Personal Dharma versus The Dharma

Thanksgiving thoughts:

Here in the USA we celebrate Thanksgiving. Today I am thankful for the variety of Dharma teachings and practices. I am thankful for the many teachers and the different sects of Buddhism. I am thankful for those who preserved and recorded the teachings, no matter how imperfect. Indeed, I appreciate all the spiritual traditions now that I've found mine.

You hear about teachings: "Well, I see people in the distance in the fog, and I say to some, 'more left' and to others, 'more right'. It seems to contradict, but I see things from a different vantage point."

The Buddha was inclusive. He allowed householders to be part of the fold, when he could have just thought monks were the only way. There were some monks who wants the forest tradition to be The Tradition. The Buddha declined narrowing the path. The path is inclusive, wide.

I gave a talk on generosity at the last practice day. I articulated what was useful and interesting to me, and hoped that it was so for others. I honestly couldn't presume to know what the people in the group needed to know, even if I know some of them as well as I know anyone. Anyway, my short talk provoked a good discussion and thus it's a success on that level. I love the discussion.

I think sometimes people mistake their path for the path. There is an ocean of Dharma to choose from. OK, so yes, the path isn't just about reading books. But is it a problem if someone likes to read books? Yes, we need to take what we know and put it into practice. There can be a kind of indigestion, when you eat too much of a rich meal. Westerners are producing a new kind of Buddhism, that is well read. And if you go deeper into the path, you want to give back and not just accumulate your own deepening insight. Altruism is very important in the spiritual life, it counters spiritual individualism.

But in the end, I think there are many different personalities and kinds of people, and that the Buddha built a big tent, for them all to come in. There are many traditions. And when someone works to enforce their personality view, criticizing others path, well, I think that is a mistake. Whether you're a monk or a householder, whether you're a wisdom type or a faith follower. What ever type you, that is just right.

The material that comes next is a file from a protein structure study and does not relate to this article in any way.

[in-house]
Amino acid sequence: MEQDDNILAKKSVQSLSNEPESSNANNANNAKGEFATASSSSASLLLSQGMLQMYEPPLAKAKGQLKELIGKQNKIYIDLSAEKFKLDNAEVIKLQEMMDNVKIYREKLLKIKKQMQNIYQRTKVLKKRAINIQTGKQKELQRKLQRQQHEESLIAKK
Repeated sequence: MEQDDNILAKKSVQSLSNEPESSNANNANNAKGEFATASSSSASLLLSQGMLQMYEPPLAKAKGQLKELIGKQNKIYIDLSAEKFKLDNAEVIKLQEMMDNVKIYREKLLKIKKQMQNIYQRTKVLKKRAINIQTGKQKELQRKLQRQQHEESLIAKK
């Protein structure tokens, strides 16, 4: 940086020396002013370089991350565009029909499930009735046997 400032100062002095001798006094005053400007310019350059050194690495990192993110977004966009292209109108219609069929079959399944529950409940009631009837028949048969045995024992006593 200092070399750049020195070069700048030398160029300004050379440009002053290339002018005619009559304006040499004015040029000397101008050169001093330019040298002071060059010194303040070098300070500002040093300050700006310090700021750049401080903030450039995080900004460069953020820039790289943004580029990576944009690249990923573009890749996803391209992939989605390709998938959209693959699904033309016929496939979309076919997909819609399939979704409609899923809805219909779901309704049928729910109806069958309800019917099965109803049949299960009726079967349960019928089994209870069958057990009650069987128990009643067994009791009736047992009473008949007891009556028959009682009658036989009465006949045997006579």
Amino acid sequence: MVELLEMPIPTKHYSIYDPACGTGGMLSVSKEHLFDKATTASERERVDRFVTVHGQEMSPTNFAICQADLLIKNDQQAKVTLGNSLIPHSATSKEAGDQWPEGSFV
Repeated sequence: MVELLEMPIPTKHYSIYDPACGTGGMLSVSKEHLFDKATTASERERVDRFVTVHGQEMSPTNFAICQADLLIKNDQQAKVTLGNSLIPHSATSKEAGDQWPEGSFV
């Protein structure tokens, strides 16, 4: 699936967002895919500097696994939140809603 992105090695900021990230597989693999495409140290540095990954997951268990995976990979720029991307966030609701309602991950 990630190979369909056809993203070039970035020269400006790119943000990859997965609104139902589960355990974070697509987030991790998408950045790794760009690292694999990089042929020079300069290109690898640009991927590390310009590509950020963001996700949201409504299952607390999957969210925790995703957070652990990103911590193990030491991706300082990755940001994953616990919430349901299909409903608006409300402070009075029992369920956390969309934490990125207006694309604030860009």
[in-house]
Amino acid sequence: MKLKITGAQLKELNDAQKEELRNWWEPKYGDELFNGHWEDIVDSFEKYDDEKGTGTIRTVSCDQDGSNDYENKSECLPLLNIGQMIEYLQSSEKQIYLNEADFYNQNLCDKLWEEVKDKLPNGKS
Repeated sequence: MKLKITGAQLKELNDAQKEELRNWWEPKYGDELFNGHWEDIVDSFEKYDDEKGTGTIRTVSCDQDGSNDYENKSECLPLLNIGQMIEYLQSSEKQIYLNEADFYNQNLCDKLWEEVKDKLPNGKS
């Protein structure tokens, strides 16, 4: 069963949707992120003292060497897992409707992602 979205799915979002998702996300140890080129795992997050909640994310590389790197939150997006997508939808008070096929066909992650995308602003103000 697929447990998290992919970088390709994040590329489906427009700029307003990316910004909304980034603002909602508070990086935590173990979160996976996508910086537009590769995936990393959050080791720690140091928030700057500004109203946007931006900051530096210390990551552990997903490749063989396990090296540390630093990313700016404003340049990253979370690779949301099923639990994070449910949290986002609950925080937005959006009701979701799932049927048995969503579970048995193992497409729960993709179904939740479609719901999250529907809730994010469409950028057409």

We are modifiable by our spiritual friends. People outside of us often see us better then we see ourselves.

And there's the danger of vagueness and lack of depth in inclusion. I'm not saying you shouldn't go as deep and as clearly into your path. I think that's the tension really. When we find out what really works for us, then we want everyone to have that. But what I'm saying is that pluralism, tolerance and respect for people's autonomy on the path is also something you can be clear about and feel deeply.

So on this Thanksgiving, no only am I thankful for all the spiritual traditions with their oceans of Dharma, but I'm also appreciative of all my friends who provide such a rich and stimulating life. All my relationships. Thank you.

Hot food blog gets a makeover

I've come under the influence of Under The Influence of Food. And they've had a makeover, so go on over and check out one of my favorite food blogs. Lots of vegetarian and vegan recipes.

Sunday, November 20, 2011

Final thoughts on Philip Glass' Satyagraha

Thinking about it the production was amazing. It's cool to see Philip Glass getting his due.

A few of my friends haven't seen the movie Gandhi. When I was in high school, my parents were threatening to move from Madison Wisconsin, to Minneapolis Minnesota. I didn't want to leave my friends for senior year. So having seen Gandhi, I did a hunger strike. I only had to not eat for a day and they conceded.

I asked my stepfather if he'd regretted that, and he said no, it was about the same job and it probably wasn't a big deal not to take it.

I really want to go to India and connect with my Buddhist brethren. My heart goes out to the Dalits who converted with Ambedkar to Buddhism. Seeing all the singers in saris made me think that.

the sangha grows